This past weekend, my sister and I did our 2nd Burns dinner. The last one was 2 years ago, held on the 25th of January. This year its on the 19th – close enough, and means that my sister can do it in the course of the weekend – she is travelling from away.
For those of you who do not know, Robert Burns is the national poet of Scotland. His ability to discern the true nature of both man and beast in a few powerful words is unsurpassed. A few years after his death his friends got together and held a commemorative dinner for him. Apparently little has changed in over 200 years. We still have a long way to go before we get anywhere close to making it truly traditional – this was the second time we have done this, and it will only get better. I’d say we have the food part down pretty well — next are the various toasts, poems and words of great and small wisdom to be shared.
My greatest pleasure in this is cooking with my sister. We’ve both developed into pretty decent cooks, and we rarely get a chance to play together in the kitchen sandbox. There’s so much shared and deep memory there, and we get along wonderfully well in the kitchen. Doing it over the day also means we aren’t scrambling around like we are in some kind of hell’s kitchen – its very relaxed with lots of time for catching up and looking ahead.
First of all, the whole menu
- Homemade oatcakes
- Cheddar cheese
- Red pepper jelly
- Cut vegs
- Cock a Leekie soup
- Homemade sourdough
- Salmon on a bed of warmed grain barley salad
- Maple baked brussel sprouts
- Braised carrot and cabbage
- Neeps (turnips – what North Americans call rutabaga)
- Tatties (mashed potatoes)
ALL the recipes
For this I used my sourdough cracker recipe. I let the dough rise for a few hours, cut them thick, and got a little rise out of them. For the flour, I used 50g oats, 100g oat flour and 100g red fife flour. If following the recipe, I used 15% oil and 4% salt. They were baked at convection 375F//190C for 25 minutes. Its important that the oatcakes are crisp, otherwise mold will eventually set in.
For this I sought out sharp cheeses from Britain – no Scottish ones available as well as an Ontario cheese, Bush Garden (near the cottage area my sister and I grew up with in our formative and not so formative years)
Red pepper jelly
Clearly I did not make this today. It was one of my preserving activities from the past year.
500 ml apple cider vinegar 500g
500 ml white vinegar 500g
1kg brown sugar this can be adjusted upwards according to your taste and daring
1 tsp cinnamon
4 tsp coriander (do SEEDS< not powder)
4 tsp chillies/hot pickled peppers/cayenne to taste for hotness
1kg BBQ’d red peppers (coated in oil with salt pepper, oregano. Thyme, basil, cumin when they are bbq’d) (need to verify what the dry weight of these would be. )
Your preferred thickening. I used 8 tbs agar agar (9g/litre) but pectin works well.
- Cut peppers into large chunks for bbq
- Coat peppers in olive oil, coat in herb mixture (Basil/thyme/oregano/salt/pepper) and bbq
- Once cooked, jullienne the bbq’d peppers to the desired size for the jelly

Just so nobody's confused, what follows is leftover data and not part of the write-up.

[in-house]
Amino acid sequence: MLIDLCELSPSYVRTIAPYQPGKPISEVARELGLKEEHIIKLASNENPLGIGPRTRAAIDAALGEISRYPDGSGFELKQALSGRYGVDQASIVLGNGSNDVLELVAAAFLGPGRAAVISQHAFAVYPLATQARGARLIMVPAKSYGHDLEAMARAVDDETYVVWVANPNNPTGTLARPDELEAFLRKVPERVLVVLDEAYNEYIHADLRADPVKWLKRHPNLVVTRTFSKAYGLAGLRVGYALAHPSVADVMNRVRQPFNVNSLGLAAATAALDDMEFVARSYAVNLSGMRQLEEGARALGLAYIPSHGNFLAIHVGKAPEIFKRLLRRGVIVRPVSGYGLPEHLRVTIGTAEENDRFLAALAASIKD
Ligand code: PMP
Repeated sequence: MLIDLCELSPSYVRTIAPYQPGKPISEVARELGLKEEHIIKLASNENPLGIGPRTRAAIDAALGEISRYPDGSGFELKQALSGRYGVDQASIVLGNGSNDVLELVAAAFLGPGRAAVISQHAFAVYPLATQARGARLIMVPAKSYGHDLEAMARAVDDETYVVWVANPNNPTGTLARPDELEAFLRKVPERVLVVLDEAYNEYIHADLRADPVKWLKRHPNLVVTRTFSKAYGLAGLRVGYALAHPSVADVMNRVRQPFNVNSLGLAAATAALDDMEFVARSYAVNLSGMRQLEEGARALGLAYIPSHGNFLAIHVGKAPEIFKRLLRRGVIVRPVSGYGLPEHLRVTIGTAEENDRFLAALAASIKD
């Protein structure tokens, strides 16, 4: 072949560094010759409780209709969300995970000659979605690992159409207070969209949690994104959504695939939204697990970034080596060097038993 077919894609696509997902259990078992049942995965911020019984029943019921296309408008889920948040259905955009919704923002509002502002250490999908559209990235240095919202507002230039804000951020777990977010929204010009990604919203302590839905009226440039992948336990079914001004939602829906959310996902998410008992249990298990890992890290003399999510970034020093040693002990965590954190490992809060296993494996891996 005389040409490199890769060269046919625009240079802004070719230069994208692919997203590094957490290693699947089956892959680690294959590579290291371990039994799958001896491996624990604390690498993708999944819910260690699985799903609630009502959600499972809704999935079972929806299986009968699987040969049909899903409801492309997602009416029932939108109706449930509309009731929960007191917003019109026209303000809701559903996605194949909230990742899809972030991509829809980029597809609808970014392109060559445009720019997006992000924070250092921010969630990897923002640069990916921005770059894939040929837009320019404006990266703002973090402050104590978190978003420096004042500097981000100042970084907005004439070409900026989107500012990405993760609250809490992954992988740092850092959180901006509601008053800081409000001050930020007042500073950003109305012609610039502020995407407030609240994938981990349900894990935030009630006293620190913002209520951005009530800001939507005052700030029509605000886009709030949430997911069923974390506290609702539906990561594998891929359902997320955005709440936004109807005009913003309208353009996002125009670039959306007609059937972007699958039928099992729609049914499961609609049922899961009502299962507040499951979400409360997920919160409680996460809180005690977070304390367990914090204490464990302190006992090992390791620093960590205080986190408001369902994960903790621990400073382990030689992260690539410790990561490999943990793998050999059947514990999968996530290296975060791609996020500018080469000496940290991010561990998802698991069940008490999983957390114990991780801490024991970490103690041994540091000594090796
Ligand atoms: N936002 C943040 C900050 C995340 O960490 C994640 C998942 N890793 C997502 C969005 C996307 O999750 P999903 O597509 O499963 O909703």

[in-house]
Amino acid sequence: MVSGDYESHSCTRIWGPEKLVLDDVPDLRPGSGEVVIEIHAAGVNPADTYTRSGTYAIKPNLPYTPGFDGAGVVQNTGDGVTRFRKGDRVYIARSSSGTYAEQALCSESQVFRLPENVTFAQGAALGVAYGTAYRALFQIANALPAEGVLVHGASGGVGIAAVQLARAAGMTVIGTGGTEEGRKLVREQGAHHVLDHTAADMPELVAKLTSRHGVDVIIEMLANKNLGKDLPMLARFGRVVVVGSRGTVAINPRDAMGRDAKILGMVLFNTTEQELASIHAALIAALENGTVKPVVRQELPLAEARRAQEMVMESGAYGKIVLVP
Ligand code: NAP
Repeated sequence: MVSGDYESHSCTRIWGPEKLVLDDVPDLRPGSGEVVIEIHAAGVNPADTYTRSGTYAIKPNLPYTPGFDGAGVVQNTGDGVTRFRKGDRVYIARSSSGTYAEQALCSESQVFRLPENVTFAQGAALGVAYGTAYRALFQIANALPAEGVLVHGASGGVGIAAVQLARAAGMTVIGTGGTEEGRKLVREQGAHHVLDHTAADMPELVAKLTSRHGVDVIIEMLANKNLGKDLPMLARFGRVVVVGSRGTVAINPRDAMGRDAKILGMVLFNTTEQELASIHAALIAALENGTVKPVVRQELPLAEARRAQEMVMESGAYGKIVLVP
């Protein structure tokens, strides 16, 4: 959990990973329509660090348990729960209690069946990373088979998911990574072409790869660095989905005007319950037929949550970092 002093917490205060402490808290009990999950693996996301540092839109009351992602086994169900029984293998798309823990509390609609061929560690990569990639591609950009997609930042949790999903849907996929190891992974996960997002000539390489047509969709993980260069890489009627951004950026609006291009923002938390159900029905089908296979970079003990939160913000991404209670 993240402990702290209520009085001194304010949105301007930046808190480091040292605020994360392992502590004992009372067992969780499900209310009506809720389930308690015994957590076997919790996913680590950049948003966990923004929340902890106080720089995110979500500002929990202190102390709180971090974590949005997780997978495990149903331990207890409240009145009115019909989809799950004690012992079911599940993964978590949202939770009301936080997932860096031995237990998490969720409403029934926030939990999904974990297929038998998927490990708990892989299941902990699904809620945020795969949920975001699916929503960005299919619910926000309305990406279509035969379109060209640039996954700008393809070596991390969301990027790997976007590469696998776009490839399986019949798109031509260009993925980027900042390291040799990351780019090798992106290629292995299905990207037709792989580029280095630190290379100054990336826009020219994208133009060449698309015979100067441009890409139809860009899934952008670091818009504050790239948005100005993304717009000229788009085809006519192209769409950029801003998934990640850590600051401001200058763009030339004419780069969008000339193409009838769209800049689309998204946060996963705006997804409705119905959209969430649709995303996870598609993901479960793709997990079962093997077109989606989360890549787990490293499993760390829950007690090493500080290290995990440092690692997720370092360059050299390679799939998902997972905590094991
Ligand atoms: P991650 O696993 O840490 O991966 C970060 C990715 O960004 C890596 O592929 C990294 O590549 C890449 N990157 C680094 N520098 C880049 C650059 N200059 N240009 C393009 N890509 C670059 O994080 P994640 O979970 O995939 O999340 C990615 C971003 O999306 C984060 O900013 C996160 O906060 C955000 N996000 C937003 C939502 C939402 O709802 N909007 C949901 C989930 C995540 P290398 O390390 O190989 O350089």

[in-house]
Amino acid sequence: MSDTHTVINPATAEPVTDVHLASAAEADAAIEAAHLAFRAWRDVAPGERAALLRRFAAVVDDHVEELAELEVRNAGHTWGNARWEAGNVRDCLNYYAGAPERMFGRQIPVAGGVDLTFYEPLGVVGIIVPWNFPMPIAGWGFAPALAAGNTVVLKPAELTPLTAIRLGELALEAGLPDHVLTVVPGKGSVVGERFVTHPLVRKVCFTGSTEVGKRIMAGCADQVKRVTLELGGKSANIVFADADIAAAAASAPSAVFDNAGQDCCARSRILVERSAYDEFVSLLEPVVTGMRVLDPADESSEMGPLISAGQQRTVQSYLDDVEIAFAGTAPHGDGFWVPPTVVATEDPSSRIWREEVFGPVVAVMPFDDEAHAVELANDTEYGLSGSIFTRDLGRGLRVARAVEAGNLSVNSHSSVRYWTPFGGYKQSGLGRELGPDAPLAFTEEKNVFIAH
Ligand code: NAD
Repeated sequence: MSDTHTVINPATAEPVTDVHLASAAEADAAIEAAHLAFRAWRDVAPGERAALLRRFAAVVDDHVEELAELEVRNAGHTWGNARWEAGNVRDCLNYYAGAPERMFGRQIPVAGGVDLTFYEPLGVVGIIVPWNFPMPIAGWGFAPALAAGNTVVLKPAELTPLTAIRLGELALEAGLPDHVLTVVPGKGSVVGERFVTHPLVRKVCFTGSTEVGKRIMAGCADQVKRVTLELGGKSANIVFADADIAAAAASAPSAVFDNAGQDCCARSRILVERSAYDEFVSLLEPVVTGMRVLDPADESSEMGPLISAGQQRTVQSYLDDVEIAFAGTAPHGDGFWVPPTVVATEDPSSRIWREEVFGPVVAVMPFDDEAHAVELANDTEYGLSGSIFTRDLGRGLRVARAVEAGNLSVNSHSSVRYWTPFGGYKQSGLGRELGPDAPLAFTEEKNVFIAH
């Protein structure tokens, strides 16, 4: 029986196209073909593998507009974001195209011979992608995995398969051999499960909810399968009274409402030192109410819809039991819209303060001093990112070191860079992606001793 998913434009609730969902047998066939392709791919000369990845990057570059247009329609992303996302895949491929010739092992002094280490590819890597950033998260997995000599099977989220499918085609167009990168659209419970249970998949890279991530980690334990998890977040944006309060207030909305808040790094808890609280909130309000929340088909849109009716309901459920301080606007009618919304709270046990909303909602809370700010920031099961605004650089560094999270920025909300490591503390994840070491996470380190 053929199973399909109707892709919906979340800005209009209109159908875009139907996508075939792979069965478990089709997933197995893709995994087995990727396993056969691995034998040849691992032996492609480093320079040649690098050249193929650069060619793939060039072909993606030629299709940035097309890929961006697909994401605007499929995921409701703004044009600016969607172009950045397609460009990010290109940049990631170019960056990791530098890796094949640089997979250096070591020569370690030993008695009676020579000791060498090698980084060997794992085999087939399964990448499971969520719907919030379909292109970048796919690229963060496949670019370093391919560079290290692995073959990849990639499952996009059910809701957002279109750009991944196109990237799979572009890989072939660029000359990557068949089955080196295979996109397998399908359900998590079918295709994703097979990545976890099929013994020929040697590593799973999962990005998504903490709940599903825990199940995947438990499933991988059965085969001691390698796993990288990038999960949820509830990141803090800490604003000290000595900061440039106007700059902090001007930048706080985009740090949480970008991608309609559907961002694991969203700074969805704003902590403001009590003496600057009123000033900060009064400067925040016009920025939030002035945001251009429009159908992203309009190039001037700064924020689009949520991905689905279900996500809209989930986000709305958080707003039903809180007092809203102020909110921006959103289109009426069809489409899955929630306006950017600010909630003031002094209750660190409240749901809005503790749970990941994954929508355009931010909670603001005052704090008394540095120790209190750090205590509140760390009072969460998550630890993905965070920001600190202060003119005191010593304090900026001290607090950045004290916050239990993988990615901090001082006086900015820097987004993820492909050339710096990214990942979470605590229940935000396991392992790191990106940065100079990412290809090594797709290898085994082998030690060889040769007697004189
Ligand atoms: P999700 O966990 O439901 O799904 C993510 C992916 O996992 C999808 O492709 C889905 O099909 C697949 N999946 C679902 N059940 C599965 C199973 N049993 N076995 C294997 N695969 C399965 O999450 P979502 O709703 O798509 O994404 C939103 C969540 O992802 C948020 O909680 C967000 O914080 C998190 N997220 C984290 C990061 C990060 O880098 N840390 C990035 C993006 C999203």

boil 6 250 ml jars; put lids in colander to boil also.
- Combine cider, vinegar, sugar, spices (add hot ingredients to taste
bring liquid mix to a boil. Adjust seasonings to taste
- remove jars from hot water (or oven if you use this method)
distribute peppers into jars
- Add pectin and proceed as you normally do for a waterbathed preserve
- Boil jars for 10 minutes
Soup: Cock a Leekie
Observing my sis prepare this, I am considering that my approach to chicken may be too narrow. After all my usual MO is to strip the meat from the bone, and then soup what is left. K ‘s usual approach is to take a whole small chicken and boil it,peeling away the meat and skin after.
Chicken parts – bone in – or a small chicken
2 large leeks
1 large carrot
2 c barley
2 L or more chicken stock (Water will work if you do not have stock).
2-3 bay leaf
1/4 tsp peppercorns
salt to taste
- Boil the chicken with peppercorns and bay leaf at a bare simmer for about 2 hours, covered
- Prepare leeks: prepare, wash and cut them. Keep in mind that cutting across the grain will give a different ultimate texture than cutting long slices.
- Cut carrots – either diced, rounds or julienned. Again keep in mind the impact of on the final texture
- Strain the soup, and pull away all the meat, leaving bone and skin behind.
- Pour the broth in a large pot, add the chicken, leeks, carrots and barley
- Simmer for a further hour or until the barley is cooked.
- Taste for salt and pepper.
This time I made an 800g batard of my usual sourdough, but in a nod to the occasion, used barley, rye, and oat flakes on the outside. It took approximately 40 minutes at 440F/226C. It used 50% all purpose flour and 50% red fife at 66% hydration. The starter and dough were begun the day before, and refrigerated. The final proofing was begun early in the morning it was baked, in the fridge.
Fish course: Salmon on a bed of warmed barley salad
For our dinner, I bought a ginormous salmon fillet. In retrospect, half of it would have been fine. (I have a feeling I’m going to be making some mayo and a salmon pate in the near future.) This way to do a baked fish is quite amazing in its simplicity, and works fabulously for a delicious fish that wants its true nature to shine through.
1 salmon (or trout, whitefish, what have you… ) filet
Salt & pepper to taste
Optional – lemon slices
- heat oven to 400F/200C and put in a cookie tray sufficient to hold the salmon.
- liberally brush olive oil on both sides of salmon